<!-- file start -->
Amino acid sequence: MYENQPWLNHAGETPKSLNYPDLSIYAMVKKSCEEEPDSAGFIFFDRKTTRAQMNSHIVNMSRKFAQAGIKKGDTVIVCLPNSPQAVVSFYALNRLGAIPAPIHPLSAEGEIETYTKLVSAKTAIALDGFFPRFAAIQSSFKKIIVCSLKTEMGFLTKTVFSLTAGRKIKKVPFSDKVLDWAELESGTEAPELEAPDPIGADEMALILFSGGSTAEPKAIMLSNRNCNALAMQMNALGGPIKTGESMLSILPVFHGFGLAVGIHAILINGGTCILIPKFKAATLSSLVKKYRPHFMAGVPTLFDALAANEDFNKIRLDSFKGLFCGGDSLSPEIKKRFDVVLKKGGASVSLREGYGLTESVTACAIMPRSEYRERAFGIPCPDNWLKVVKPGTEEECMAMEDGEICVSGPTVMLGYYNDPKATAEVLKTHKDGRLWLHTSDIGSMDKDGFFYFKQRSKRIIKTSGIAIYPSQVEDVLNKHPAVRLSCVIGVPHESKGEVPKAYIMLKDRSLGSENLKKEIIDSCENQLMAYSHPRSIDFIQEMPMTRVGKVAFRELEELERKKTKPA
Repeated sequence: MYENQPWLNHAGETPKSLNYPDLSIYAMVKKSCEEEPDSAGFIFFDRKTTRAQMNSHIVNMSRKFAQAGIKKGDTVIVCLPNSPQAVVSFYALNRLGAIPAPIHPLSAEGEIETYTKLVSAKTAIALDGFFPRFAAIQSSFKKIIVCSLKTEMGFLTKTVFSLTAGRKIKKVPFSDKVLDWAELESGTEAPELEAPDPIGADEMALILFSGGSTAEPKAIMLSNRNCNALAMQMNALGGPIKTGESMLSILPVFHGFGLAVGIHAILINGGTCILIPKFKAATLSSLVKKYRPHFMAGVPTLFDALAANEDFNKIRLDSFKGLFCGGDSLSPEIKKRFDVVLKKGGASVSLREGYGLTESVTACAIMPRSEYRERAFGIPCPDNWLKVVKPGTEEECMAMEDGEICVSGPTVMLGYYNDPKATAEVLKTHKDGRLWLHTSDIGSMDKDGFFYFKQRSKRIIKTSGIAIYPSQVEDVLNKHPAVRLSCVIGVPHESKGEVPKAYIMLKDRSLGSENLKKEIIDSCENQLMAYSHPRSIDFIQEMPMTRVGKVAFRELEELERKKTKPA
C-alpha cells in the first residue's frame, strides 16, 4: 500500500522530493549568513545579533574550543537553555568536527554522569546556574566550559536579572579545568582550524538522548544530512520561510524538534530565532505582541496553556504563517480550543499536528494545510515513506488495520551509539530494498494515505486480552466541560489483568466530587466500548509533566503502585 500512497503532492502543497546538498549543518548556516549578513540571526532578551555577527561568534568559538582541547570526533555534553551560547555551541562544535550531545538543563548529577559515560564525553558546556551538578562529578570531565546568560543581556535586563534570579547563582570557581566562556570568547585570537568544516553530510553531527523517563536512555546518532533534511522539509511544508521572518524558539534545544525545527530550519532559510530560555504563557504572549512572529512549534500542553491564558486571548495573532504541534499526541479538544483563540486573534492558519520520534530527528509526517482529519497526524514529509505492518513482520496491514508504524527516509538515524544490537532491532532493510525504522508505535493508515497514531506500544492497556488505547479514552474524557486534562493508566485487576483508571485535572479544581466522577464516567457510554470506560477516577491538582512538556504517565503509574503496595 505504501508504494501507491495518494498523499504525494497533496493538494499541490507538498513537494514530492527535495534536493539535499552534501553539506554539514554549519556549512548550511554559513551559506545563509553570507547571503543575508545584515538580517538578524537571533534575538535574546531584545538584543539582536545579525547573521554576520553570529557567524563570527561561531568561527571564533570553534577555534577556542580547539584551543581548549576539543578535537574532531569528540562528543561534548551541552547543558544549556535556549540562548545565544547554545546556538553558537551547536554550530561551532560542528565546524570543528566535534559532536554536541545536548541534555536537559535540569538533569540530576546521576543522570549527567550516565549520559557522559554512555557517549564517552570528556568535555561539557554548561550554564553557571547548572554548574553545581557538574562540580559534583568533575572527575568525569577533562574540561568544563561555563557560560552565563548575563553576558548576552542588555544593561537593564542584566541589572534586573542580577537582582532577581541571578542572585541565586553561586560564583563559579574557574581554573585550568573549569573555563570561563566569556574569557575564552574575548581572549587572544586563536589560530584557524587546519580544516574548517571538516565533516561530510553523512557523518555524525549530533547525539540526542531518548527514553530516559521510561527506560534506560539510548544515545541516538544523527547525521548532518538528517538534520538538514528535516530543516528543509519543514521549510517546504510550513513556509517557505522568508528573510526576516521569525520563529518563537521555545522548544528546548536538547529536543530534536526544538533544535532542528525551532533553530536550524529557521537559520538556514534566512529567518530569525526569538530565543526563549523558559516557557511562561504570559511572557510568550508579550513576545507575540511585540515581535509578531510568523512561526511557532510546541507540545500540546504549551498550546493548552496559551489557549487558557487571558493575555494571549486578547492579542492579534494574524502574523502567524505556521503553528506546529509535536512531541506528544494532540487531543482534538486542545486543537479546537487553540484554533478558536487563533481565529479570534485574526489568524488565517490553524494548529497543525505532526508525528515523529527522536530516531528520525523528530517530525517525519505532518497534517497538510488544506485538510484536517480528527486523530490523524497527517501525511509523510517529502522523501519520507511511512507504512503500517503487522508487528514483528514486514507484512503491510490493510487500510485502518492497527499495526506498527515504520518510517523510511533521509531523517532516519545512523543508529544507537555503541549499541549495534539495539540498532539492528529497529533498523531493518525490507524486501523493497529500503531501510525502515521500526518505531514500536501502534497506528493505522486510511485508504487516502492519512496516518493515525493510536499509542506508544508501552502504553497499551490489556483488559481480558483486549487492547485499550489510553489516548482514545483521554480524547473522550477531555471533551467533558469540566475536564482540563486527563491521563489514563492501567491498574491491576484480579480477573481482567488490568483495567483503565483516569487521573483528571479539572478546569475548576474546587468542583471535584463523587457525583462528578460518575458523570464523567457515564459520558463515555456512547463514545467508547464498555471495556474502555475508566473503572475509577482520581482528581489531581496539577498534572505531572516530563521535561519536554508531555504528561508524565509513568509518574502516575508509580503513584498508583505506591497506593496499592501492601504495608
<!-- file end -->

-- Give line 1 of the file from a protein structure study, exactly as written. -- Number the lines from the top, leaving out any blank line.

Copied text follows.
Amino acid sequence: MYENQPWLNHAGETPKSLNYPDLSIYAMVKKSCEEEPDSAGFIFFDRKTTRAQMNSHIVNMSRKFAQAGIKKGDTVIVCLPNSPQAVVSFYALNRLGAIPAPIHPLSAEGEIETYTKLVSAKTAIALDGFFPRFAAIQSSFKKIIVCSLKTEMGFLTKTVFSLTAGRKIKKVPFSDKVLDWAELESGTEAPELEAPDPIGADEMALILFSGGSTAEPKAIMLSNRNCNALAMQMNALGGPIKTGESMLSILPVFHGFGLAVGIHAILINGGTCILIPKFKAATLSSLVKKYRPHFMAGVPTLFDALAANEDFNKIRLDSFKGLFCGGDSLSPEIKKRFDVVLKKGGASVSLREGYGLTESVTACAIMPRSEYRERAFGIPCPDNWLKVVKPGTEEECMAMEDGEICVSGPTVMLGYYNDPKATAEVLKTHKDGRLWLHTSDIGSMDKDGFFYFKQRSKRIIKTSGIAIYPSQVEDVLNKHPAVRLSCVIGVPHESKGEVPKAYIMLKDRSLGSENLKKEIIDSCENQLMAYSHPRSIDFIQEMPMTRVGKVAFRELEELERKKTKPA